Hive Five: Our Daily Listicle of Musical Musings
“You take the gang culture in Little Rock and you mix that with the art and the musical influence we have from being in-between Texas and Tennessee and above Louisiana and you get something that’s special,” says SL Jones, a rapper who dropped his Trapper’s Delight EP this week in conjunction with Grand Hustle’s DJ MLK. Comprising seven tracks and confidently eschewing the need for guest features, the free download project fuses Jones’s sharp street swagger with feisty and abrasive production from M16. With SL Jones fast becoming the leading new face of his city’s scene, here’s his recommendations for five under-the-radar Little Rock rappers to start adding to your playlist with the quickness.
1. Kari Faux
She’s one of the only females that is rapping and at the same time you wouldn’t put her on the list by default just ’cause she’s a girl. She’s one of the hardest. A lot of people in Little Rock is all-out on the gang-bangin’ and selling dope, but what she does is different and the stories she tells you is something else. [Download Sophisticated Ratchetness via Datpiff.]
2. Errol Westbrook
As far as street n****s go, Errol Westbrook is hella respected: He’s that rapper that nobody in the city has anything bad to say about. He’s from the west side and in his ’hood he’s known for getting money, and it’s a Blood thing, but they wasn’t the type of Bloods always looking for beef or whatever you wanna call it. Westbrook represents that determined hustle in Little Rock and being about his money and keeping it solid. [Download Free Errol Westbrook via Datpiff.]
It’s crazy, ’cause in some ways he’s far left in how creative he is. I remember he did a song, “One Man Band,” where the rap makes sense when you say it forward and backwards. He did a whole record like that. The way his mind thinks is dope. He’s from the south-west. As far as lyricism goes, he’s a real credit to Little Rock. Lyricism isn’t always the first thing people in Little Rock go for — it’s about what you’re about before the lyricism, like how you’re living first and what you’re looking like first and whether you’re about what you’re saying — but if you take away all the street cred and strip it down to the other stuff that makes a rapper interesting, then 607 is dope. [Download YIK3LIF3! here.]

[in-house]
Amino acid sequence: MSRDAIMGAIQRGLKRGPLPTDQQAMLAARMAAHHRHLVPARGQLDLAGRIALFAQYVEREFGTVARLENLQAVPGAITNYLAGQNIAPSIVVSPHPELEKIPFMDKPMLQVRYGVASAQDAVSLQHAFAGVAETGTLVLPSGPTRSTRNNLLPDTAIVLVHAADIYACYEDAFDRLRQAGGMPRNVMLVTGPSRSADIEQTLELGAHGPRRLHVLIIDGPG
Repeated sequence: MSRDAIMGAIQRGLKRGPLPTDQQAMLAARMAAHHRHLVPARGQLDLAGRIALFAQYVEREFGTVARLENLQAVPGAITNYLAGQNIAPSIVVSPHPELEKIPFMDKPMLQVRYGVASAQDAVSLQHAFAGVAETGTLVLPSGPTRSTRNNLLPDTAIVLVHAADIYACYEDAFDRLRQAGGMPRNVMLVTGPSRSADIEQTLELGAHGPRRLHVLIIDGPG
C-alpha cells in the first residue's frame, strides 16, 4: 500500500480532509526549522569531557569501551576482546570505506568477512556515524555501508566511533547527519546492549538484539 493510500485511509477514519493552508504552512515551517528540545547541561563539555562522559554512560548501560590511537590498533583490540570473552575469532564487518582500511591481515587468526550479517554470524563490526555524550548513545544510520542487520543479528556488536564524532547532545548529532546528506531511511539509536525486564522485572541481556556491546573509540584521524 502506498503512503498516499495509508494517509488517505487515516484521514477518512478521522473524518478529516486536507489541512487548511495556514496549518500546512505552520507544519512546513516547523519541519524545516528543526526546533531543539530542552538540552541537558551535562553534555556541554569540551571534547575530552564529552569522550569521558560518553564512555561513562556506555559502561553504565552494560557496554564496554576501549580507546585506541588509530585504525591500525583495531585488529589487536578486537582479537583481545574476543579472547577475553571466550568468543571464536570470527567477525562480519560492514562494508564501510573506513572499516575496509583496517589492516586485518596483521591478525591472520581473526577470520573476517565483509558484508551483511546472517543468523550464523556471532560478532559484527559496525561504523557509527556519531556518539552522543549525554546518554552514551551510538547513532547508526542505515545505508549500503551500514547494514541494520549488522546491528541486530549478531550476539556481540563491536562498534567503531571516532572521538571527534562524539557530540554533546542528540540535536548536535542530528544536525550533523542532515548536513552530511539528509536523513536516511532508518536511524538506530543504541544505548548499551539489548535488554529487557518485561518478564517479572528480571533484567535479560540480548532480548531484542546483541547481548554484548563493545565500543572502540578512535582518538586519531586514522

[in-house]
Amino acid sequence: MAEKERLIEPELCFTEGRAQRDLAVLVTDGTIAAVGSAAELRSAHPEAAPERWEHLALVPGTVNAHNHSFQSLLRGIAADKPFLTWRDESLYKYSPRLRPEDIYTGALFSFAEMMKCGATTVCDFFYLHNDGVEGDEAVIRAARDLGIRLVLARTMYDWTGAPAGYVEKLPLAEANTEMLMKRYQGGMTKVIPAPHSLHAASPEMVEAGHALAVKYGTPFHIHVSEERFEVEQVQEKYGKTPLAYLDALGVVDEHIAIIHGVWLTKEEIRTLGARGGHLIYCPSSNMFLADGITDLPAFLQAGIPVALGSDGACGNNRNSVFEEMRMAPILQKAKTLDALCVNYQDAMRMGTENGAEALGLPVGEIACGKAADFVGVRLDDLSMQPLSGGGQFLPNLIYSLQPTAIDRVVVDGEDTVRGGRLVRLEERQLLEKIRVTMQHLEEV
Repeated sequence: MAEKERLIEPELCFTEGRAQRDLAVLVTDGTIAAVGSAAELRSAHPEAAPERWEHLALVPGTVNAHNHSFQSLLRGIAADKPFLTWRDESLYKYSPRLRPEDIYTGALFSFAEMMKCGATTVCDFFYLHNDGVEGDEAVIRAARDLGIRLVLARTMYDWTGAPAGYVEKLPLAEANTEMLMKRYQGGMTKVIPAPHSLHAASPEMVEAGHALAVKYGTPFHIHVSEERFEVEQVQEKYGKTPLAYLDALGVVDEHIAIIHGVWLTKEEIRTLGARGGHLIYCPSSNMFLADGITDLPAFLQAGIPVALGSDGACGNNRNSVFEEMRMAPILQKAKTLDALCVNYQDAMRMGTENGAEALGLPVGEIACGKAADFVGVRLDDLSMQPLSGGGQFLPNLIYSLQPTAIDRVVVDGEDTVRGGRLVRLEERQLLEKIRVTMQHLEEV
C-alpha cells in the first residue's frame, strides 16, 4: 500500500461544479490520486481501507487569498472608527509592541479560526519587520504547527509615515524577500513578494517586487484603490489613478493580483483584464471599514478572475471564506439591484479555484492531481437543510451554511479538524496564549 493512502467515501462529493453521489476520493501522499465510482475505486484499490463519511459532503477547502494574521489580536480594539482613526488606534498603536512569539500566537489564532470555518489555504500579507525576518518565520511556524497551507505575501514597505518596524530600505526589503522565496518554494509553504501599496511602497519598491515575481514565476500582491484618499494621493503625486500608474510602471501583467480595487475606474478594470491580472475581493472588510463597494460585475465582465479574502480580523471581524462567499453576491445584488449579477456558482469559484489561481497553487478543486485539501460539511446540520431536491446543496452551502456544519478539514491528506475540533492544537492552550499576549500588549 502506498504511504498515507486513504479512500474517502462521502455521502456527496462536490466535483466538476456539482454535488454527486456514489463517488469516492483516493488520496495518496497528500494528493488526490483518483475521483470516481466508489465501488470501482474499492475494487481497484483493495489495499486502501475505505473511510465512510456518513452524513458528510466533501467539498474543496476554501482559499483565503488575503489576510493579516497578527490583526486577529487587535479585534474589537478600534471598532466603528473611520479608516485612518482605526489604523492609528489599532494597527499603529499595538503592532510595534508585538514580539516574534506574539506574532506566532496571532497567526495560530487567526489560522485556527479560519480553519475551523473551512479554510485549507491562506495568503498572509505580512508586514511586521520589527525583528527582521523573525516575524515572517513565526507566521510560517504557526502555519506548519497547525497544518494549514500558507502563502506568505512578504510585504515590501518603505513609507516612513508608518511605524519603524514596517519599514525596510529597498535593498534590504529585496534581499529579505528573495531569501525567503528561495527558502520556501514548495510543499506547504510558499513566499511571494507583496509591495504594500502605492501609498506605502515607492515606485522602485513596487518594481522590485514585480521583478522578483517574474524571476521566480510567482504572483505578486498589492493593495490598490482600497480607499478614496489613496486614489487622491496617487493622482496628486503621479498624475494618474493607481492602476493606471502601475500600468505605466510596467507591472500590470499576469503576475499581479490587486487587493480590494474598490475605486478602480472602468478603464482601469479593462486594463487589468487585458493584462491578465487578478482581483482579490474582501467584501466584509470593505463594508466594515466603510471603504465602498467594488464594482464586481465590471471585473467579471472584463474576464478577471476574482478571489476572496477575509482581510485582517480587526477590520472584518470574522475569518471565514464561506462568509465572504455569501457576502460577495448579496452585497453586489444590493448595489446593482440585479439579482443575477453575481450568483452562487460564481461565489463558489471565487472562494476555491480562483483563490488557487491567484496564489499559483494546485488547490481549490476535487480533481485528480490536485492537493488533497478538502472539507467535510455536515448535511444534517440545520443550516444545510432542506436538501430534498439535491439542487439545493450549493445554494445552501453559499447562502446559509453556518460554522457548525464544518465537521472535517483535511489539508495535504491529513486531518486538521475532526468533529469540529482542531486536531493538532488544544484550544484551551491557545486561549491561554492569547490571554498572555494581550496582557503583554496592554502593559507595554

Pepperboy’s one of the realest n****s in the city too. There’s certain individuals in the town that when you say their name it ain’t even about rap — it’s about living street legends. The whole town just knows about them, they face card is so solid. Pepperboy was known for having hella paper; he was always in brand new cars. It’s the same as Errol Westbrook — the name rings bells, they’re on some ’hood superstar shit. When I first heard Pepperboy, my ’hood and his ’hood wasn’t necessarily the same, so I was hearing his story from the other side but I can relate directly to it ’cause his story is just so real. It’s not about how complex it is, it’s about how to the point it is. He’s a great story-teller and you can feel his pain. [Download the P.T.S. mixtape via Soundcloud.]
5. Fresco Grey
He’s one of the newest rapping. He does everything and makes his own beats and directs his own videos, so with him I think it’s all about making up his mind if he wants it. He’s the first [from Little Rock] that has everything about him. He’s from a Blood area — in Little Rock you’re gang related by default, ’cause they’re the people you grew up with and you identify with them even if you’re not a gang banger — but with Fresco there’s really no ceiling. He can make his own [album] cover, make his own beats. If Little Rock has a new scene, it would be him and Kari Faux.